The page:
Small Body, 2021.
Directed by Laura Samani.
Starring Celeste Cescutti and Ondina Quadri.
Agata’s (Celeste Cescutti) pregnancy results in stillbirth, alienating her from family and community alike. Unwilling to accept that her daughter will be condemned to Limbo, she embarks on a cross-country journey to reach a chapel that can lay a stillborn’s soul to rest. Meeting wandering travellers along the way, Celeste’s determination and love for the unborn power her through dangerous situations.
Eternal damnation is a theme scarcely viewed in its naked entirety, yet Small Body takes on the challenge with a modern twist. A far cry from the typical period drama, its social leanings into continuing issues are exactly what makes it so difficult to watch. Hardly enjoyable viewing, the film’s haunting visual pull, sparse soundtracks and vulnerable commitment to the truth make it essential viewing.
Taken out of the 1900s Italian context, Agata is the everywoman. Shouldering the burden of traumatically painful pregnancy by herself, her wishes and concerns are continually ignored by those that surround her. Subconsciously viewed as blasphemous and nonsensical for her desire to name her baby, the visceral pains of motherhood are condemned by the view of children as passing practicality. Agata’s prolonged pain effortless translates into the vast surrounding landscape, the water acting as her only source of solace and purification. There’s an additional irony to the gender of the unborn child, denied breath in an environment autonomously controlled by men.
The religious folklore of being able to awaken a stillborn baby is Small Body’s uncomfortable underpinning. Through sparse actions and timeless visual motifs, audiences are challenged to look the problems of eternity straight in the eye. Raw and explicit in its grounding in nature, there’s no tangible answer for how to retain control in vulnerable moments. There doesn’t need to be—the need to manhandle Agata while subjecting her to psychological torment serves as a question that requires a solution. There’s no doubting her plight is worsened by the chokehold of religious ideology, yet the taking of tangible and emotional belongings remains universal.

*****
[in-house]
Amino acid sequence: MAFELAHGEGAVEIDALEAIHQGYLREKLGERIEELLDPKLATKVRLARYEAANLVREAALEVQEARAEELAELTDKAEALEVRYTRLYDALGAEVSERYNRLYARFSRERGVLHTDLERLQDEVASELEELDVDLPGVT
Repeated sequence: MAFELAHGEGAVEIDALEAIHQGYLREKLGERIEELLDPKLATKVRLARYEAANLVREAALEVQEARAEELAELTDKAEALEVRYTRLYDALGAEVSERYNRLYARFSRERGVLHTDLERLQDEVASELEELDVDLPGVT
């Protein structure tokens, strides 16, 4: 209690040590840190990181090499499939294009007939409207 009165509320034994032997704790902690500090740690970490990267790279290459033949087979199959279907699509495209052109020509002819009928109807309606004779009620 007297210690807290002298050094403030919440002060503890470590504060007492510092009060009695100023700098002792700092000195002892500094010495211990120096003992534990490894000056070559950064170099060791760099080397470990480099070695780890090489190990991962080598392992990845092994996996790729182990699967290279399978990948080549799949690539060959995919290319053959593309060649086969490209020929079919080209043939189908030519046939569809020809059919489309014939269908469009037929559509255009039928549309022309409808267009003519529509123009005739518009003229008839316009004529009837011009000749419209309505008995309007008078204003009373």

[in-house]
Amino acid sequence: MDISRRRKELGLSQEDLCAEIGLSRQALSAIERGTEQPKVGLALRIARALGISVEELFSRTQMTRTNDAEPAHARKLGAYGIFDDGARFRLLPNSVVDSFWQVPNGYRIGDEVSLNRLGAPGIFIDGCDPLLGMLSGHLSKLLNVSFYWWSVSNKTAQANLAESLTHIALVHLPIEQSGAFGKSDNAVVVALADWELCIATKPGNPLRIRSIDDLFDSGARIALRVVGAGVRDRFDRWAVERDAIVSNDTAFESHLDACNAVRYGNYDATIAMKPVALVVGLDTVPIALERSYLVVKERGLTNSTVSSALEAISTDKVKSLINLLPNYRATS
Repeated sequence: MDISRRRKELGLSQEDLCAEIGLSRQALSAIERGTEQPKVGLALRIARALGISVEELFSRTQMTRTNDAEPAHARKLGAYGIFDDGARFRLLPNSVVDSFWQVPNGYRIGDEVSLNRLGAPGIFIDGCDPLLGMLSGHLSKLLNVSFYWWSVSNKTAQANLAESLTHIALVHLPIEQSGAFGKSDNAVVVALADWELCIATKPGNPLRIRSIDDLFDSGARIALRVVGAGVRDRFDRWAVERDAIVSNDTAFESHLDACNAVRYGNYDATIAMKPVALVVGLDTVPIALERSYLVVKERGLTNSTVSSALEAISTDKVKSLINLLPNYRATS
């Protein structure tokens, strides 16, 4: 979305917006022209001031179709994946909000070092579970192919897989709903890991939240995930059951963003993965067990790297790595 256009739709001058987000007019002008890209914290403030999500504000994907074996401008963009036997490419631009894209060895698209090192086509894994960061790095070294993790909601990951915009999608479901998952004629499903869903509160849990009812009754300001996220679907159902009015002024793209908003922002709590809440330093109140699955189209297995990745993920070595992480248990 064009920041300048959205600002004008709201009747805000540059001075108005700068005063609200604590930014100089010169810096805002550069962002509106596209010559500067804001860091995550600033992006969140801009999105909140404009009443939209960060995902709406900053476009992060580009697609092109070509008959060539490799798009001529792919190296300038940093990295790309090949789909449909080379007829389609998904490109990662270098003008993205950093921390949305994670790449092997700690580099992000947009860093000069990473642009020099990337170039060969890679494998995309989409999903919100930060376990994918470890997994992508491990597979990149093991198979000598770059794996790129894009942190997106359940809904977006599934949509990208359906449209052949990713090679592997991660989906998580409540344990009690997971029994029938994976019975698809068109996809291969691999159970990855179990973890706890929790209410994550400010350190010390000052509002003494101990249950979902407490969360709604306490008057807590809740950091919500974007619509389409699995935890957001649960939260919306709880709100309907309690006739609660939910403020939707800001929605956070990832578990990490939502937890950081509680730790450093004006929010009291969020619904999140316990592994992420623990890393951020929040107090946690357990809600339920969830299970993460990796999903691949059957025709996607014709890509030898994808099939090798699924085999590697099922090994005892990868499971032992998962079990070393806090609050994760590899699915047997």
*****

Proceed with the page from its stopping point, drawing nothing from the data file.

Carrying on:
While Agata is quietly decisive in choosing when to speak, the sound design echoes the film’s conservative stance for her. Moments of reflection by the water are serene—the audio focuses on the lapping of waves, calls of birds and the rustle of leaves on the woodland floor. When threats of forcible wet nurse work or egotistical taunting confront Agata, she has bread and butter reality to keep her stable. Transitioning from the never-ending horizons of the coast to the claustrophobic pits of the mining caverns, Agata’s journey to the mountains asks what anyone would be willing to risk when they have nothing to lose.
When the lull of communal singing isn’t foreboding the dark metaphors that Small Body holds, Agata’s interactions with passers-by are just as telling. The introduction of wandering traveller Lux (Ondina Quadri) ultimately leads to a confusing end to its narrative, tilting towards the overuse of underwater submerging as a visual motif. Seemingly quick to change allegiance to the greater power, Lux represents the superficial support in a woman’s world, primarily working in the interest of ego. Even so, if you love someone, set them free—and Lux is able to deliver for Agata in the end.
Perhaps there is no better way to highlight the strife of women in the present than to show how little difference there is to the past. The chilling depictions of a bloodied woman intimately baring her all is just one of the continued ways Small Body merges the problematic nature of both worlds. Not a film that will bring any form of comfort or enjoyment, its goal exists in education and searching for answers no society has been able to provide.
Flickering Myth Rating – Film: ★ ★ ★ ★ / Movie: ★ ★ ★
Jasmine Valentine – Follow me on Twitter.